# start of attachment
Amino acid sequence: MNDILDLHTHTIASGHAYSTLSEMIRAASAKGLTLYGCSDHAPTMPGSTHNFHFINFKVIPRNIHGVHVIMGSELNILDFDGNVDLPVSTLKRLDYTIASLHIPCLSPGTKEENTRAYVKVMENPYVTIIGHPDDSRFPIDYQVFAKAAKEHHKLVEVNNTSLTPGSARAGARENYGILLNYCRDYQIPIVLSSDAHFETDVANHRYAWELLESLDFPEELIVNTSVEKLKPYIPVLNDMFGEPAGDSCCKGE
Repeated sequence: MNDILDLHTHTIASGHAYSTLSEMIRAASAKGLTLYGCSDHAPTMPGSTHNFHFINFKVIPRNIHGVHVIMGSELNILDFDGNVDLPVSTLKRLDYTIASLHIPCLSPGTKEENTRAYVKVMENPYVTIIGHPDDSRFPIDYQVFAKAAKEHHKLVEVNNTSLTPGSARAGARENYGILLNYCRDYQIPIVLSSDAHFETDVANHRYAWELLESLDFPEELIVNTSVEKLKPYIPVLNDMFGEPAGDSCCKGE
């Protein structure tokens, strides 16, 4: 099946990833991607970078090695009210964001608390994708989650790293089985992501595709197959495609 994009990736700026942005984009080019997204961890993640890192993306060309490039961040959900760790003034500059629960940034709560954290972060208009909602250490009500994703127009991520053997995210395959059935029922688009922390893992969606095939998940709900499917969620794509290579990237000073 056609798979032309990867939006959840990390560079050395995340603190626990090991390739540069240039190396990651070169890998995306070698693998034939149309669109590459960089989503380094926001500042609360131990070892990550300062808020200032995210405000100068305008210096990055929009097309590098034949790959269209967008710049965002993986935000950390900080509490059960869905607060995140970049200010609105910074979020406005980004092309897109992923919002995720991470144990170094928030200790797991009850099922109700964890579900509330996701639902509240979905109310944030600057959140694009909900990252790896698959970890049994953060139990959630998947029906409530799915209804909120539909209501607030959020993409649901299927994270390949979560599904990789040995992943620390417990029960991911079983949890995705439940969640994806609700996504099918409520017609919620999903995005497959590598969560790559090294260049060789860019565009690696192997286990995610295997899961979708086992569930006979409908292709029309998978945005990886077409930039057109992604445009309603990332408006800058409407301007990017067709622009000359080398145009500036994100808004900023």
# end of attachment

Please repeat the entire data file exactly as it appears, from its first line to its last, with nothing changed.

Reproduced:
Amino acid sequence: MNDILDLHTHTIASGHAYSTLSEMIRAASAKGLTLYGCSDHAPTMPGSTHNFHFINFKVIPRNIHGVHVIMGSELNILDFDGNVDLPVSTLKRLDYTIASLHIPCLSPGTKEENTRAYVKVMENPYVTIIGHPDDSRFPIDYQVFAKAAKEHHKLVEVNNTSLTPGSARAGARENYGILLNYCRDYQIPIVLSSDAHFETDVANHRYAWELLESLDFPEELIVNTSVEKLKPYIPVLNDMFGEPAGDSCCKGE
Repeated sequence: MNDILDLHTHTIASGHAYSTLSEMIRAASAKGLTLYGCSDHAPTMPGSTHNFHFINFKVIPRNIHGVHVIMGSELNILDFDGNVDLPVSTLKRLDYTIASLHIPCLSPGTKEENTRAYVKVMENPYVTIIGHPDDSRFPIDYQVFAKAAKEHHKLVEVNNTSLTPGSARAGARENYGILLNYCRDYQIPIVLSSDAHFETDVANHRYAWELLESLDFPEELIVNTSVEKLKPYIPVLNDMFGEPAGDSCCKGE
């Protein structure tokens, strides 16, 4: 099946990833991607970078090695009210964001608390994708989650790293089985992501595709197959495609 994009990736700026942005984009080019997204961890993640890192993306060309490039961040959900760790003034500059629960940034709560954290972060208009909602250490009500994703127009991520053997995210395959059935029922688009922390893992969606095939998940709900499917969620794509290579990237000073 056609798979032309990867939006959840990390560079050395995340603190626990090991390739540069240039190396990651070169890998995306070698693998034939149309669109590459960089989503380094926001500042609360131990070892990550300062808020200032995210405000100068305008210096990055929009097309590098034949790959269209967008710049965002993986935000950390900080509490059960869905607060995140970049200010609105910074979020406005980004092309897109992923919002995720991470144990170094928030200790797991009850099922109700964890579900509330996701639902509240979905109310944030600057959140694009909900990252790896698959970890049994953060139990959630998947029906409530799915209804909120539909209501607030959020993409649901299927994270390949979560599904990789040995992943620390417990029960991911079983949890995705439940969640994806609700996504099918409520017609919620999903995005497959590598969560790559090294260049060789860019565009690696192997286990995610295997899961979708086992569930006979409908292709029309998978945005990886077409930039057109992604445009309603990332408006800058409407301007990017067709622009000359080398145009500036994100808004900023």